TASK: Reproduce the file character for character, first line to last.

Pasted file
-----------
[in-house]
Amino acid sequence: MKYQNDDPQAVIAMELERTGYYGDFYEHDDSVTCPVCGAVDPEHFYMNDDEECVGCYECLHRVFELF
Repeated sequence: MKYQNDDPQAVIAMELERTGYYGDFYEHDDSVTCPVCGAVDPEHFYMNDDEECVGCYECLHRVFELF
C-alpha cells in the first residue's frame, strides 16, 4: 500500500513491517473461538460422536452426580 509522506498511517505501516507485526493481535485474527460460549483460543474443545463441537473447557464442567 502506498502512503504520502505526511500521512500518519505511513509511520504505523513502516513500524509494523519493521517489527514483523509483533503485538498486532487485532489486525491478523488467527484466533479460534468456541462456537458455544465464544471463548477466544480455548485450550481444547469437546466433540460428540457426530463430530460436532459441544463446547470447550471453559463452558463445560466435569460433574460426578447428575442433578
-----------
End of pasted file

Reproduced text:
[in-house]
Amino acid sequence: MKYQNDDPQAVIAMELERTGYYGDFYEHDDSVTCPVCGAVDPEHFYMNDDEECVGCYECLHRVFELF
Repeated sequence: MKYQNDDPQAVIAMELERTGYYGDFYEHDDSVTCPVCGAVDPEHFYMNDDEECVGCYECLHRVFELF
C-alpha cells in the first residue's frame, strides 16, 4: 500500500513491517473461538460422536452426580 509522506498511517505501516507485526493481535485474527460460549483460543474443545463441537473447557464442567 502506498502512503504520502505526511500521512500518519505511513509511520504505523513502516513500524509494523519493521517489527514483523509483533503485538498486532487485532489486525491478523488467527484466533479460534468456541462456537458455544465464544471463548477466544480455548485450550481444547469437546466433540460428540457426530463430530460436532459441544463446547470447550471453559463452558463445560466435569460433574460426578447428575442433578